Popular business social site LinkedIn is trying to reinvigorate its mobile side. The company launched a redesigned app Thursday for keeping people connected, replacing its previous Contacts app.
Users of the Contacts app, which was released in 2013, will be prompted to upgrade. On iTunes, the company describes the Connected app as "a fast, easy, and smarter way to strengthen your professional relationships," and calls it a "reimagined and redesigned version" of Contacts. An Android version is being developed, as are international versions.
The central function of the new app is to provide updates about business connections. The idea is that information about new job titles, news mentions, birthdays/work anniversaries or other significant information could prove useful when heading into a meeting. There are also reminders to connect with people encountered in a recent meeting. Contacts and calendars can be synced with Connected, and users can be pinged by optional notifications and reminders before meetings begin.
'One of the Surprises'
The information is displayed in a card format, and actions by the user can include a "like," a comment or a phone call. However, users are not able to perform other LinkedIn functions via the mobile app, such as making profile changes or searching for jobs.
Brad Shimmin, an analyst with industry research firm Current Analysis, told us that LinkedIn has become "one of the surprises following the dot-com bubble bursting," in that it has been an important tool for businesses.
Although a kind of social network, he said the site hasn't tried "to be like Facebook or Twitter, but has stayed with information and professional connections." As a group, Shimmin noted that "professionals are very mobile," and an informational app for that on-the-go population, who might "rely on understanding someone's role in an organization," could prove useful.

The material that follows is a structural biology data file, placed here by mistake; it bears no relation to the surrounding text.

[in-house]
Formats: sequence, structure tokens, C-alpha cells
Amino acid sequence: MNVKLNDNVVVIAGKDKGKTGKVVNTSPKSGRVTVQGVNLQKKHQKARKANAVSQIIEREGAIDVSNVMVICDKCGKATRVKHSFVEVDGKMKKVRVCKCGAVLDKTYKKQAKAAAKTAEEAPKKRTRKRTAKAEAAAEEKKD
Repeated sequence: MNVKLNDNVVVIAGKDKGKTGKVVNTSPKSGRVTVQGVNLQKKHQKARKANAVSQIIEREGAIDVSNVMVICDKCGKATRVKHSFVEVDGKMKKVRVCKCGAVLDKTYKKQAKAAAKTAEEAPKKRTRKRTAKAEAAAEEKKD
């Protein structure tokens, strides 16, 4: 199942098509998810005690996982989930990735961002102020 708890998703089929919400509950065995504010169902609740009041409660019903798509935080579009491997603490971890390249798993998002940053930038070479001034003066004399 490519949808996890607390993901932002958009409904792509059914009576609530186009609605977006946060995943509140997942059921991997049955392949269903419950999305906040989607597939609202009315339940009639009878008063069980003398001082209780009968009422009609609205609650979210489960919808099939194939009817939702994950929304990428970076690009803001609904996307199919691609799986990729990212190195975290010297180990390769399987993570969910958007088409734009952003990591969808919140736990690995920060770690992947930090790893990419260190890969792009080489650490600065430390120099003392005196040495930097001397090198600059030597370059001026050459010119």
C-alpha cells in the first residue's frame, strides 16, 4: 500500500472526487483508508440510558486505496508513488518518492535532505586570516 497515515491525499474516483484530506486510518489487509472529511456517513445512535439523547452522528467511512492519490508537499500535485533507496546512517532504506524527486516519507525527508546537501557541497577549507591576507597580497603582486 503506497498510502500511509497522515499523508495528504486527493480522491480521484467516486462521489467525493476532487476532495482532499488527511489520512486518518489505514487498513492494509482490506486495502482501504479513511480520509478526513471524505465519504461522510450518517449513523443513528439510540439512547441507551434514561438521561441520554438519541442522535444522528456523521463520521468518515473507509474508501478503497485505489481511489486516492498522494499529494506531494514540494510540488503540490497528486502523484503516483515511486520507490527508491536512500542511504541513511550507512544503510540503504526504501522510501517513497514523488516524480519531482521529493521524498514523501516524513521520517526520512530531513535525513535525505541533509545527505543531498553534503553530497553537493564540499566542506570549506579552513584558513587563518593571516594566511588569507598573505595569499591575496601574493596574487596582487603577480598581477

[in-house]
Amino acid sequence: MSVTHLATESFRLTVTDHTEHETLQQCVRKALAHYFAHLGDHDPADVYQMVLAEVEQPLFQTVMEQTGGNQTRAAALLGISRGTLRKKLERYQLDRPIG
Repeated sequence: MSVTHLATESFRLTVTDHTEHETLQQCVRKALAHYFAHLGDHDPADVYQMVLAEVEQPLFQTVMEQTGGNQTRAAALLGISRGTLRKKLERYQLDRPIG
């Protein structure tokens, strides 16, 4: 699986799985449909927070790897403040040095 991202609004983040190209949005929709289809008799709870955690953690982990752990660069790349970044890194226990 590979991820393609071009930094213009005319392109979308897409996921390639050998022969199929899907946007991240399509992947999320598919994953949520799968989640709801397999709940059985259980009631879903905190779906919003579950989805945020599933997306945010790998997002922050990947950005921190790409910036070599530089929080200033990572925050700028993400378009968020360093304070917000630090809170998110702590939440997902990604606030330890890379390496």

Job Search App
As many as 40 percent of LinkedIn's 300 million members are on mobile devices, so getting mobile right is key to the site's health. Last month, the company launched a mobile Job Search app for iOS devices.
In a blog posted announcing the job app, LinkedIn pointed out research indicating that applicants applying for a job the first day it's posted have a 10 percent greater chance of getting the position.
"The next time you're in line for a coffee or stuck waiting for a delayed flight, why not jump start your job search from your phone?" the company suggested. Not to mention the fact, as LinkedIn notes, that it "can be hard to search for a job while you're at your desk."
The job app allows for Advanced Search of job openings by title, location, company, industry or seniority. A LinkedIn engine will surface new job opportunities, based on saved searches, jobs viewed, and the LinkedIn profile. There are also functions to keep tabs on jobs of interest, and to let the user know when saved jobs are ready to expire or when a recruiter has viewed an application.